A short walk away you will come across Studland’s Police Post, a small thatched cottage. Once there, note the sign pointing towards the coast path and Fort Henry. Follow the sign and once you get to the top of the cliffs, Fort Henry comes into sight – a Grade II listed World War Two observation bunker.
Continue along the coast path until you come across the Bankes Arms pub. If you fancy a drink and some refreshments, this is a great place to stop. Now, you will need to continue down the road and turn into Manor Road. You should come across displays about the South West Coast path, the walk up to Old Harry Rocks and Handfast Point. Continue following the path until you get your first view of the striking Old Harry Rocks – two chalk sea stacks located at Handfast Point, on the Isle of Purbeck.
Continue walking towards Ballard Point, where you can stop to admire the stunning views of Old Harry Rocks, The Pinnacles, Studland and Bournemouth beaches. Keep following the path until you reach some steps down onto the beach. You can walk along the beach to Swanage if the tide is low and continue along the promenade until you reach Swanage town centre. Swanage is situated at the eastern end of the Jurassic Coast. The small but pretty town has a lot to offer including various visitor attractions, historic buildings, blue flag beach, sporting and leisure activities and plenty of shops, restaurants, pubs and tea rooms.
Walk along the Chines
There are five Chines in Bournemouth: Branksome Chine, Branksome Dene Chine, Middle Chine, Alum Chine and Durley Chine.
- The largest Chine in Bournemouth is Alum Chine, where you’ll find Argyll Gardens, a tropical garden situated at the bottom of Alumhurst Road. If you’re planning to drive there is parking available on West Overcliff Drive. Alum Chine was named after a small mine established in 1564 to extract alum and copperas. While walking through the gardens you will find a suspension bridge that was built in the early 1900s. Local historians believe that this was the bridge from which Winston Churchill fell in 1892. It is said that Churchill tried to jump from the bridge to an adjacent fir tree before losing his grip and falling 30ft to the ground. He was unconscious for three days and bed bound for three months and the rest is history…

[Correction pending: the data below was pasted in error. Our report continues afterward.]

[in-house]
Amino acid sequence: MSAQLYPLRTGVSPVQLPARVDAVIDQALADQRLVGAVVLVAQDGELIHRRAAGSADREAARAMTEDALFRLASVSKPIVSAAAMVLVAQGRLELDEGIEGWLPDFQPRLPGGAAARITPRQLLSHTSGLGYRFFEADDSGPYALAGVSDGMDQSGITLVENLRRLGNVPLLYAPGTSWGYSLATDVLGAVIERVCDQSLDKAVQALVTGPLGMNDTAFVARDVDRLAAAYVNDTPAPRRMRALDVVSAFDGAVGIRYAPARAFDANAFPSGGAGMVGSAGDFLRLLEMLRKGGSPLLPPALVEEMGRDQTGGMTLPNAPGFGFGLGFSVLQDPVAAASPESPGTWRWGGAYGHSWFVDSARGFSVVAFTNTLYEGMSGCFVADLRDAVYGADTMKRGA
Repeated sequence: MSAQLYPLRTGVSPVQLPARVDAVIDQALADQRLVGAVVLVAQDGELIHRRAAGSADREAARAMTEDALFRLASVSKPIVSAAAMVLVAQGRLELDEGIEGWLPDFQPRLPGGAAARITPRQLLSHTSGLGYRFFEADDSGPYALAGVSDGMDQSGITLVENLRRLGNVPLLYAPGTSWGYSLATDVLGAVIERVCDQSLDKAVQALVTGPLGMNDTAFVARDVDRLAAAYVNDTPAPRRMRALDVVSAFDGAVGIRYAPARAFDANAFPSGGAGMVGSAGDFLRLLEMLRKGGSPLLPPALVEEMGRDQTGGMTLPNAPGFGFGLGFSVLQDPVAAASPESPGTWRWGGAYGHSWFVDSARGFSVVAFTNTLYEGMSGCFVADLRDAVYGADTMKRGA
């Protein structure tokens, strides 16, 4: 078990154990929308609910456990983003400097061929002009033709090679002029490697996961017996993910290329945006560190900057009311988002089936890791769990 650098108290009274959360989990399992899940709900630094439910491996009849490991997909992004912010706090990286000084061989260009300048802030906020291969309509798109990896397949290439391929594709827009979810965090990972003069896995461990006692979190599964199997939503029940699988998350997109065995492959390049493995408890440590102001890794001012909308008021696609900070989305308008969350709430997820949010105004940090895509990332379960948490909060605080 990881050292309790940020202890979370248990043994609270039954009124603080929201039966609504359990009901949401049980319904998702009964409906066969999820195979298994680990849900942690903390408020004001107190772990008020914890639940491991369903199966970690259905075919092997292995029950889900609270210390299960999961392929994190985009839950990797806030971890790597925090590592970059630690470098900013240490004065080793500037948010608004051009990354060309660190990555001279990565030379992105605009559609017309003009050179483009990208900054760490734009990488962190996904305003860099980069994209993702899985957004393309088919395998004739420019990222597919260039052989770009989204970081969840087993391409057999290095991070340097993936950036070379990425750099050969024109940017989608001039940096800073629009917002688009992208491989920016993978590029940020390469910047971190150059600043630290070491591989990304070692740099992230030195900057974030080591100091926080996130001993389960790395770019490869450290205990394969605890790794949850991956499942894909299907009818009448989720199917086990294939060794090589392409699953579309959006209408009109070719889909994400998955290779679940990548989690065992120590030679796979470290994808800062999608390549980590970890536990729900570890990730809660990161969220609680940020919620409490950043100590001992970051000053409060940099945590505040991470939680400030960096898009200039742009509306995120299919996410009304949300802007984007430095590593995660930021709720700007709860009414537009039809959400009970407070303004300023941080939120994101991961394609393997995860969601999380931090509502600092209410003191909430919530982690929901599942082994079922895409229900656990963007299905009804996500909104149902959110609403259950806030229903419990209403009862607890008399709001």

- Branksome Chine attracts many different bird species and is a long woodland walk between Penn Hill and Branksome Chine seafront.
- Branksome Dene Chine is situated between Branksome Chine and Alum Chine.
- Durley Chine is located on the West Overcliff Drive and has a popular Blue Flag beach for families with young children and adults alike.
- And last but not least, the Middle Chine is one of the smallest of all Chines, halfway between Durley Chine and Alum Chine, off West Cliff Road. It is a short pleasant walk that leads to the West Undercliff Promenade.
All Chines lead to the beautiful sandy and award winning beaches where many dog owners can take their pets for a walk at the dog friendly beaches along Alum Chine and Durley Chine.
Try Power Walking! Take your walking to the next level
If you’re looking to take your activity up a notch, then perhaps you should try power walking! It’s a steadier, brisker type of walking with pronounced arm movements and wider footsteps.
Your health will really benefit from this type of walking as it is a form of aerobic exercise since you put more power into your arms and legs by moving them faster. You will also be improving your posture by walking more upright with your chin parallel to the ground and toning your abdominals by gently pulling your tummy muscles towards your spine. Landing on the heel of your foot first helps you walk faster and tones your leg muscles too.
Power walking is becoming an increasingly popular because it is a low impact exercise, therefore you will not be putting any strain on your joints. So go on, head to Bournemouth’s beautiful promenade and get power walking!